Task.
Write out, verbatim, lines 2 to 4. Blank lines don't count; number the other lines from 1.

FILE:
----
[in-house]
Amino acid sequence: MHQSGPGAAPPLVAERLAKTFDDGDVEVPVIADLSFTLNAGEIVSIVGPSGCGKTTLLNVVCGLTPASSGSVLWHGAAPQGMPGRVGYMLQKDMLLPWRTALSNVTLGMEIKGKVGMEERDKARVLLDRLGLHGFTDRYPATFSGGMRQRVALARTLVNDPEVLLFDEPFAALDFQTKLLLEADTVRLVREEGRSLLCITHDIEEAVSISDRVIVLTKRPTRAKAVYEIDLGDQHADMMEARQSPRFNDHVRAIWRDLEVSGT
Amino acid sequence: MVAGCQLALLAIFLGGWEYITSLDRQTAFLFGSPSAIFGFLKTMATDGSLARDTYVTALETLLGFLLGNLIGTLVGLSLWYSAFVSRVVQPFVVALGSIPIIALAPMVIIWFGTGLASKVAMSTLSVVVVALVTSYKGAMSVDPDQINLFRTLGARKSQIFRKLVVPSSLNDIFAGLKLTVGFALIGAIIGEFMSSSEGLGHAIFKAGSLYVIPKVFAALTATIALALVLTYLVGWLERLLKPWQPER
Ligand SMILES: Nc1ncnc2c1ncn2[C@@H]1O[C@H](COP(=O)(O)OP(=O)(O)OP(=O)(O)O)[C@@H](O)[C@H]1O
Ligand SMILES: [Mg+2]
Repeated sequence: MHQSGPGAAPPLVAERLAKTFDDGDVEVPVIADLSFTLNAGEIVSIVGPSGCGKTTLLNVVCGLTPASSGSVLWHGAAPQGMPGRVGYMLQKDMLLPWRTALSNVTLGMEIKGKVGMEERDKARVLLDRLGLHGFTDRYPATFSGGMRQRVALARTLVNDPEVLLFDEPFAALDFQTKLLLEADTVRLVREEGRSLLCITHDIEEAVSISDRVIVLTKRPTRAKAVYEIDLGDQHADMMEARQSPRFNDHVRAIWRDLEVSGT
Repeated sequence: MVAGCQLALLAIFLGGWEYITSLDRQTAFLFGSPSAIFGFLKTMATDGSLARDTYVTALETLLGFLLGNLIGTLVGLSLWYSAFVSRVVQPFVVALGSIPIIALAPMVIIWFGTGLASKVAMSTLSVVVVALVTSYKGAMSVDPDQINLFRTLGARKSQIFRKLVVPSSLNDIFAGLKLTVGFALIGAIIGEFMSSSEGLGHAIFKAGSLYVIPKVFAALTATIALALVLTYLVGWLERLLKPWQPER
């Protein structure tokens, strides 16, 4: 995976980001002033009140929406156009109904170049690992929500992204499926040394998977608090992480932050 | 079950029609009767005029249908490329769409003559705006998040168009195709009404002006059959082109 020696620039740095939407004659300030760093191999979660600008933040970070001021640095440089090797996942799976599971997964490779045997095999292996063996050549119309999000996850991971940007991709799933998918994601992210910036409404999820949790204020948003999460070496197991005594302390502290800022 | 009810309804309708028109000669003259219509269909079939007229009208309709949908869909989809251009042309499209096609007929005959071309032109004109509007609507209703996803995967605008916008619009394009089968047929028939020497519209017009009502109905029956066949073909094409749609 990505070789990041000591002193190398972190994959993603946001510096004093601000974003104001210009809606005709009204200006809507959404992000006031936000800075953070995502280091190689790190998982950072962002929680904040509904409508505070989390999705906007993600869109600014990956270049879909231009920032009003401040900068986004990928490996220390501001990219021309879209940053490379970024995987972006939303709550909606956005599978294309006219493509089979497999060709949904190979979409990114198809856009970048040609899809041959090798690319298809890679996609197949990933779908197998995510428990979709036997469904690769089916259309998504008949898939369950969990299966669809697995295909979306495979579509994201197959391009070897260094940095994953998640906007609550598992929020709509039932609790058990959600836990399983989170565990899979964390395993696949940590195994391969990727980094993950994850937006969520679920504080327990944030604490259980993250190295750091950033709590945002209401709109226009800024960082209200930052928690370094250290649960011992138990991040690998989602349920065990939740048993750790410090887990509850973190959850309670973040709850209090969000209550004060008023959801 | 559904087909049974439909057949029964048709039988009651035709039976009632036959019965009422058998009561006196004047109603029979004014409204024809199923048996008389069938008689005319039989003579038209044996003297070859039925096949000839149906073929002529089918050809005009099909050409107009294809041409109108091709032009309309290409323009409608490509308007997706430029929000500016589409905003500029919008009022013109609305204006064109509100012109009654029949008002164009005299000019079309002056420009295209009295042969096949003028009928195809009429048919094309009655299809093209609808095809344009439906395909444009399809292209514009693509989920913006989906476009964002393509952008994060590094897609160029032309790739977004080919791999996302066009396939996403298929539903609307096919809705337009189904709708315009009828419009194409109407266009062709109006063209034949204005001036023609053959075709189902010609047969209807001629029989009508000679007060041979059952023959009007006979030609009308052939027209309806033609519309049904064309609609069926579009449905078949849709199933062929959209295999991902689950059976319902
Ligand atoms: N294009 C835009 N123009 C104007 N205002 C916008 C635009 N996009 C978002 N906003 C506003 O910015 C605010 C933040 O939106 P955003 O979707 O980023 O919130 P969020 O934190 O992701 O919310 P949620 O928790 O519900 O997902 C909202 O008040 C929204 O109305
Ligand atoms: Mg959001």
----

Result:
Amino acid sequence: MHQSGPGAAPPLVAERLAKTFDDGDVEVPVIADLSFTLNAGEIVSIVGPSGCGKTTLLNVVCGLTPASSGSVLWHGAAPQGMPGRVGYMLQKDMLLPWRTALSNVTLGMEIKGKVGMEERDKARVLLDRLGLHGFTDRYPATFSGGMRQRVALARTLVNDPEVLLFDEPFAALDFQTKLLLEADTVRLVREEGRSLLCITHDIEEAVSISDRVIVLTKRPTRAKAVYEIDLGDQHADMMEARQSPRFNDHVRAIWRDLEVSGT
Amino acid sequence: MVAGCQLALLAIFLGGWEYITSLDRQTAFLFGSPSAIFGFLKTMATDGSLARDTYVTALETLLGFLLGNLIGTLVGLSLWYSAFVSRVVQPFVVALGSIPIIALAPMVIIWFGTGLASKVAMSTLSVVVVALVTSYKGAMSVDPDQINLFRTLGARKSQIFRKLVVPSSLNDIFAGLKLTVGFALIGAIIGEFMSSSEGLGHAIFKAGSLYVIPKVFAALTATIALALVLTYLVGWLERLLKPWQPER
Ligand SMILES: Nc1ncnc2c1ncn2[C@@H]1O[C@H](COP(=O)(O)OP(=O)(O)OP(=O)(O)O)[C@@H](O)[C@H]1O